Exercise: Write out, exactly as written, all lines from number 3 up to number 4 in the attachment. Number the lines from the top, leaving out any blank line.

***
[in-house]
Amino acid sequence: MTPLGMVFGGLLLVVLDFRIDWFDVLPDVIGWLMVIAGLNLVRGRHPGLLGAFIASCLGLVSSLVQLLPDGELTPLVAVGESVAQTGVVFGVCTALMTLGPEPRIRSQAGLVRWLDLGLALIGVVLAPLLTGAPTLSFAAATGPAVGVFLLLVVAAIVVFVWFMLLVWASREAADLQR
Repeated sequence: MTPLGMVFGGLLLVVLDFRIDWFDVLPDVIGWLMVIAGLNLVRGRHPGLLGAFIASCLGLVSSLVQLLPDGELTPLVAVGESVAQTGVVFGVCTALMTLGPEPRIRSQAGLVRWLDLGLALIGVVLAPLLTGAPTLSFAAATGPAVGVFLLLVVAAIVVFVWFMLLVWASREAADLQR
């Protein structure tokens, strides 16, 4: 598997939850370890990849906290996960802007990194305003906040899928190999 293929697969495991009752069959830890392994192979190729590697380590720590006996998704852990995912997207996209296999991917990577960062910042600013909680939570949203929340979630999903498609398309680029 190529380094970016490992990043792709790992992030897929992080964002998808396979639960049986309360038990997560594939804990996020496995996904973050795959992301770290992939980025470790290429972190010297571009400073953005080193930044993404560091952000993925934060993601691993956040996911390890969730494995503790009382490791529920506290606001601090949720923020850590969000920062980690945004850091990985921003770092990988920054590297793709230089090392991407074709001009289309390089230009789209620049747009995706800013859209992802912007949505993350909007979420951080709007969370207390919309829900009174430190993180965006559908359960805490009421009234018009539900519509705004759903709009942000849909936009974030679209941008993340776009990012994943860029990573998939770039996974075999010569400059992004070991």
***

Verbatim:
Repeated sequence: MTPLGMVFGGLLLVVLDFRIDWFDVLPDVIGWLMVIAGLNLVRGRHPGLLGAFIASCLGLVSSLVQLLPDGELTPLVAVGESVAQTGVVFGVCTALMTLGPEPRIRSQAGLVRWLDLGLALIGVVLAPLLTGAPTLSFAAATGPAVGVFLLLVVAAIVVFVWFMLLVWASREAADLQR
């Protein structure tokens, strides 16, 4: 598997939850370890990849906290996960802007990194305003906040899928190999 293929697969495991009752069959830890392994192979190729590697380590720590006996998704852990995912997207996209296999991917990577960062910042600013909680939570949203929340979630999903498609398309680029 190529380094970016490992990043792709790992992030897929992080964002998808396979639960049986309360038990997560594939804990996020496995996904973050795959992301770290992939980025470790290429972190010297571009400073953005080193930044993404560091952000993925934060993601691993956040996911390890969730494995503790009382490791529920506290606001601090949720923020850590969000920062980690945004850091990985921003770092990988920054590297793709230089090392991407074709001009289309390089230009789209620049747009995706800013859209992802912007949505993350909007979420951080709007969370207390919309829900009174430190993180965006559908359960805490009421009234018009539900519509705004759903709009942000849909936009974030679209941008993340776009990012994943860029990573998939770039996974075999010569400059992004070991």